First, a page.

100. “Let me dispose of one idea right from the start. Many people assume that the rich have gotten rich because the poor have gotten poor . . . Economic development is not a zero-sum game in which the winnings of some are inevitably mirrored by the losses of others. This game is one that everybody can win” (Sachs, p. 31). Comment.
101. “Some people imagine that the wealth of the world is a static quantity, like a pie that must be divided among a lot of people. In that model, the bigger the slice the rich get, the less there is for the poor . . . But the world’s wealth is not fixed in size. The world is vastly richer now than it was, say, a thousand years ago. By finding better ways to create what people want, entrepreneurs make themselves rich, but they don’t necessarily make others poorer” (Singer, p. 29). Comment
102. “When there are large losses to be allocated, any economic decision has a large zero-sum element. The economic gains may exceed the economic losses, but the losses are so large as to negate a very substantial fraction of the gains. What is more important, the gains and losses are not allocated to the same individuals or groups. On average, society may be better off, but this average hides a large number of people who are much better off and large numbers of people who are much worse off. If you are among those who are worse off, the fact that someone else’s income has risen by more than your income has fallen is of little comfort” (Thurow, p. 11-12). Comment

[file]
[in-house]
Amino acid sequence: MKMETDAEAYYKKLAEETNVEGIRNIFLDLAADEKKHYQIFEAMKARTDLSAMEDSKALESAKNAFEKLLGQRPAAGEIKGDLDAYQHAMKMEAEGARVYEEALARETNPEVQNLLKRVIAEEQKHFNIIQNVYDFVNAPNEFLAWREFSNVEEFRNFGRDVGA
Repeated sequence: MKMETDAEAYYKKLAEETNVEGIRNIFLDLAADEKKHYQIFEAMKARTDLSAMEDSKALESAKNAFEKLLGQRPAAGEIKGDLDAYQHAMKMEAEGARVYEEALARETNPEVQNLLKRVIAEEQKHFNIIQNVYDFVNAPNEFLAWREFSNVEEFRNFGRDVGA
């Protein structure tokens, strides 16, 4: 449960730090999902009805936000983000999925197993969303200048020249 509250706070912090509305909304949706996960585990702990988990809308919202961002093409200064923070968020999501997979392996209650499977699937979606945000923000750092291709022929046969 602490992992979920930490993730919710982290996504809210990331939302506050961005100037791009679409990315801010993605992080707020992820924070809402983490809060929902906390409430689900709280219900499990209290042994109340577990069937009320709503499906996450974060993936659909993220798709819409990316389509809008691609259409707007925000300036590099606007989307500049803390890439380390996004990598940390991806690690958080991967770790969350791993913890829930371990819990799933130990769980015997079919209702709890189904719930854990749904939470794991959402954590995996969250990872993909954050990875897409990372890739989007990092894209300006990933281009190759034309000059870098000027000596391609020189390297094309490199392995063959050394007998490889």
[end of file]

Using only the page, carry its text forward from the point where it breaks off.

103. There are two different health benefits: a) extended survival, and b) improved quality of life. How do they relate? If you suffer from depression, you might estimate the quality of your life at 30% or so of life at full health. That means you would take 3 days at full health for 10 days depressed. Comment.
104. Imagine a statistic, the Quality Adjusted Life Year, or QALY, that described the sum of survival and quality. Depression = 0.3 QALY. Full Health = 1 QALY. Then 10 X .3 QALY = 3 X 1 QALY. Or, 10 days depressed = 3 days at full health.
105. Should we spend to achieve equal QALYs? What’s better, to give a 20% quality of life enhancement for 60 years, or 10 years additional survival at 70% quality? Comment.
106. The HDI is a summary measure of average achievement in three key dimensions, health (life expectancy), education (years of schooling), and wealth (GNI/c). Among all countries, the HDI varies from .337 in Niger to .944 in Norway. Comment
107. Among all countries, IMR varies from 2 to 117, and U5MR from 4 to 180.
108. Among all countries, AMR-F varies from 40 to 430 and AMR –M from 60 to 470.
109. Among all countries, adolescent birth rate varies from 2 to 200, and inequality in life expectancy from 5 to 51.
110. Among all countries, GDP/c varies from $87,000 to $400, and Health $/c from $10,000 to $40.
111. Among all countries, mean years of schooling varies from 12.9 to 1.4 years.
112. The Mortality-Immorality-Prosperity Index (MIP) consists of A/B, where A is (IMR) (U5MR) (AMR-F) (AMR-M) (Adolescent Births) (Inequal LE), and B is
(GDP/c) (Health $/c) (Mean Years of Schooling).